Changes to the housing market wrought by the pandemic may be here to stay, a senior Bank of England member is due to say in a speech today.
The comments come from BoE deputy governor for financial stability Sir Jon Cunliffe.
He describes the UK housing market during the decade before the pandemic as having been in a “snooze” – a period where, “house prices grew broadly in line with incomes, having grown at double the rate of income in the previous twenty to thirty years.”
The most recent data available shows that property prices rose 10.2% in the year to March 2021, however.
Effectively, the UK housing market has returned to pre-financial crisis levels of activity and price growth rates.
Cunliffe points out that in the North of England, annual house price growth hit 13% to 14% and in the Midlands, Wales and Scotland, in the 10% to 12% range. London, meanwhile, marked growth at just under 4%.
This disparate performance may be an early indication that a shift in the composition of housing demand may have begun, partly because of a change in both employers’ and employees’ expectations in maintaining a full-time office presence.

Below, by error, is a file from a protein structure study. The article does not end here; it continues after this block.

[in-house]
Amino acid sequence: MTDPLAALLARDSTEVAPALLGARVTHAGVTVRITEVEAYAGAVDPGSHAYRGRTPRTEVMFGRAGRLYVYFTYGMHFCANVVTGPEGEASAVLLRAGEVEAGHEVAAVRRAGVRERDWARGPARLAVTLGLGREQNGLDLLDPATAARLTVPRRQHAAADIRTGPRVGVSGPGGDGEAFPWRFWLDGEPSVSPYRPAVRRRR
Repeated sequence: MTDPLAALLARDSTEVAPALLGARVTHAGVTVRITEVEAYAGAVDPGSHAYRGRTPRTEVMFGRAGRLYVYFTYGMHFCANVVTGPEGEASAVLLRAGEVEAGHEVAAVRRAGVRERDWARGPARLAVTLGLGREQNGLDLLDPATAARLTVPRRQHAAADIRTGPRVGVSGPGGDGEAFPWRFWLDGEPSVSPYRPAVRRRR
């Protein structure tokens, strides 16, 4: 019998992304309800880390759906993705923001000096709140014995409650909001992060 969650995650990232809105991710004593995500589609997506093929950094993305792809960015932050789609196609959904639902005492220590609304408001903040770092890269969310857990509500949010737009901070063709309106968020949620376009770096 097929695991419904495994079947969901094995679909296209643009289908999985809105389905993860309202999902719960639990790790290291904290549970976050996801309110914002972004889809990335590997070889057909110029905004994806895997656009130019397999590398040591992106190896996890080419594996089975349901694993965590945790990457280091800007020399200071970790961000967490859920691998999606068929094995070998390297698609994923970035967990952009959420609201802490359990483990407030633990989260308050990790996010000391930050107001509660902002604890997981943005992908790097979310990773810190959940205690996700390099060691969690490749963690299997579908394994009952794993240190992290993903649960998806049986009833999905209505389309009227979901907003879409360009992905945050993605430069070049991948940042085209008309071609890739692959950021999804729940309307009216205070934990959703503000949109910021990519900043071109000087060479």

“A structural shift in more working from home is likely to lead to preferences for larger homes, with less weight attached to considerations around commuting times relative to pre-pandemic,” says Cunliffe.
Both cheaper housing and the gap in affordability between London and the South East and elsewhere in the UK alongside post-pandemic health concerns regarding urban living are other factors the speech considers.
Cunliffe adds: “According to the Understanding Society Covid special survey, half of respondents who have been working from home during the last year report wanting to work from home often or always once social distancing measures end, compared to just over one in ten prior to the pandemic.”
And the stamp duty holiday may not have been as strong an incentive to move as generally thought. In the speech, Cunliffe says that a survey conducted by Nationwide shows that among homeowners moving or considering a move due to the pandemic, “three-quarters of them said they would still be moving or considering moving even if the stamp duty holiday hadn’t been extended.
“Moreover, the stamp duty holiday in Scotland has already come to an end with no material drop-off in demand,” he adds.
Cunliffe warns, though, that it is too early to say with any certainty if the current situation of prices rising faster outside of metropolitan areas may be sustained post-pandemic.
“If it occurred, such a shift would reverse decades of movement in the other direction and might see closing of the gap between London and other high cost areas,” he says.
“Even if prices rise in newly popular locations and the volume of mortgage transactions increased, there could be offsetting effects,” Cunliffe says, giving the examples of first-time buyers being able to take on less debt than they would have otherwise and the potential for housebuilders to more easily meet housing demand outside city areas.